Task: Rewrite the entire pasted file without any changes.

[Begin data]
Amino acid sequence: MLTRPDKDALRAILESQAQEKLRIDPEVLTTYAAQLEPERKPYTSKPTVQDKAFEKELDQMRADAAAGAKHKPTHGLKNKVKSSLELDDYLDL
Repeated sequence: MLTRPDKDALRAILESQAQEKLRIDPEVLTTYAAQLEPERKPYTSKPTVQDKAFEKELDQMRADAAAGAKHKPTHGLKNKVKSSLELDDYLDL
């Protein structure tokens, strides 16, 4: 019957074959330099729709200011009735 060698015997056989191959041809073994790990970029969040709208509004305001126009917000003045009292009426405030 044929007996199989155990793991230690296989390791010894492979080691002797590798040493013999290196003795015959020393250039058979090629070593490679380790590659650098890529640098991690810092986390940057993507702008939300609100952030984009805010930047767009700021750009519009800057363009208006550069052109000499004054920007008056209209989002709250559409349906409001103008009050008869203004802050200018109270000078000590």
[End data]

Amino acid sequence: MLTRPDKDALRAILESQAQEKLRIDPEVLTTYAAQLEPERKPYTSKPTVQDKAFEKELDQMRADAAAGAKHKPTHGLKNKVKSSLELDDYLDL
Repeated sequence: MLTRPDKDALRAILESQAQEKLRIDPEVLTTYAAQLEPERKPYTSKPTVQDKAFEKELDQMRADAAAGAKHKPTHGLKNKVKSSLELDDYLDL
């Protein structure tokens, strides 16, 4: 019957074959330099729709200011009735 060698015997056989191959041809073994790990970029969040709208509004305001126009917000003045009292009426405030 044929007996199989155990793991230690296989390791010894492979080691002797590798040493013999290196003795015959020393250039058979090629070593490679380790590659650098890529640098991690810092986390940057993507702008939300609100952030984009805010930047767009700021750009519009800057363009208006550069052109000499004054920007008056209209989002709250559409349906409001103008009050008869203004802050200018109270000078000590």